The plantar fascia is a fibrous thick band running underneath the foot from the heel up to the toes. It is responsible for providing strength, stability, and shock absorption to your foot during the stance phase of running. The medial arch of your foot is also maintained by the plantar Fascia.
Plantar fasciitis is most commonly caused by sudden increases in running mileage, changes to the running surface (e.g., running on astroturf or wearing the wrong shoes).
You can feel pain anywhere on the foot’s underside, but it is more common in the area around the heel.
5. Patellar Tendinitis
The patellar tendon is located on the patellae (knee cap), and inserts into the bony prominence known as the tibial tuberosity, approximately 3 cm below it. It serves a similar function to a pulley system, providing a stronger lever for the quadriceps muscles.
If the athlete’s training involves a lot of jumping or plyometrics, this is more likely to be a running injury than a training injury. The injury can also be caused by excessive kicks in team sports or jumping sports such as basketball. Running can become difficult if the tendon becomes inflamed, especially if you are running down hills or stairs.
This condition is usually diagnosed by tenderness and pain at the base of the patellae. It is usually caused by pain while jumping, but it can also occur during running or other everyday activities.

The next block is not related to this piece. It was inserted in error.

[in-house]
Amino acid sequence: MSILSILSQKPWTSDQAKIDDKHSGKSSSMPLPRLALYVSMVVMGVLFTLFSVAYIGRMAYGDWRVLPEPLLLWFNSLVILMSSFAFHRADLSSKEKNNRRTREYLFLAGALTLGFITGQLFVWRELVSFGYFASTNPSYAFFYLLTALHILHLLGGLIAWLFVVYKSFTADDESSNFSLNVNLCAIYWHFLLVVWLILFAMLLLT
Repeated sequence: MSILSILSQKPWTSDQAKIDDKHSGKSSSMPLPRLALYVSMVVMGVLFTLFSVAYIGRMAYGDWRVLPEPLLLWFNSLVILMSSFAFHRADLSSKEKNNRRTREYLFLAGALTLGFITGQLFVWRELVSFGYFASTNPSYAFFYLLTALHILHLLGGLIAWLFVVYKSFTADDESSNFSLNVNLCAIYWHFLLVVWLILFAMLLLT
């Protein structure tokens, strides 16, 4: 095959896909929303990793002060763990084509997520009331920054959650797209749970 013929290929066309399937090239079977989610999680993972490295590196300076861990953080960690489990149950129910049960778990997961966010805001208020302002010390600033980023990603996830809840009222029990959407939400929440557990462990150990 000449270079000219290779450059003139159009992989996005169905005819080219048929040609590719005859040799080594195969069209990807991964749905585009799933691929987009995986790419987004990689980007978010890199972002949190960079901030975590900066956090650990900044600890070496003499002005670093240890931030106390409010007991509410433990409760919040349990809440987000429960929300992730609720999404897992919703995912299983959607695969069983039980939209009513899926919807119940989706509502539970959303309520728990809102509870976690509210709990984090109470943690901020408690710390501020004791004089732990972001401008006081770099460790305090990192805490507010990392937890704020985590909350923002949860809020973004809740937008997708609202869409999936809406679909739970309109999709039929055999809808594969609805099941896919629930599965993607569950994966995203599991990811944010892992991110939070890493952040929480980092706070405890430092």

6. Shin Splints & Stress Fracture
Shin splints can be described as a broad term that covers a variety of conditions that affect the tibia bone (shinbone). The most common bone injuries for runners are medial tibial stress fractures and tibial stress fractures. It can be hard to tell the difference, but it is important that you get your symptoms correctly diagnosed if you feel pain around the tibial bone. These injuries can cause you to stop running for several months if they are not treated properly.
A mild ache on the shin or in the muscles near the shin is the first sign of injury. This usually occurs at the end of a run, and it overpowers you when you rest.
7. Lower back pain
Running can cause back pain, but it isn’t an overuse injury. Back pain is a common problem for runners, so it’s worth mentioning.
Poor running technique or posture can lead to lower back pain. Back pain is more common in runners who are heavier.
Most cases of back pain while running can be solved by adding some specific exercises to your exercise routine.
8. Stress fractures
Stress fractures can cause persistent pain. Usually, it is in the shin but sometimes in the foot, hip, or pelvis. Stress fractures can be treated in the same way as shin splint injury. Stress fractures can be more severe than shin-splint injuries and require serious management.
Some runners might need to be immobilized with a walking boot, or crutches to allow their stress fractures to heal. If the stress fracture is severe or in an area at high risk, surgery may be necessary. Cardiovascular training should not be weight-bearing, such as swimming.
proper training, shoe maintenance, and not running on hard surfaces are the best ways to prevent stress fractures. If you think you may have suffered a stress fracture while training, you must consult a Chronic Pain Specialist.
The bottom line
Many runners have to deal with injuries at one time or another. Running can cause injuries to your knees, legs and feet.
Apart from all these, you can also recover from common to severe injuries by our amazing and very own COPA Therapy.
Schedule an appointment with us now!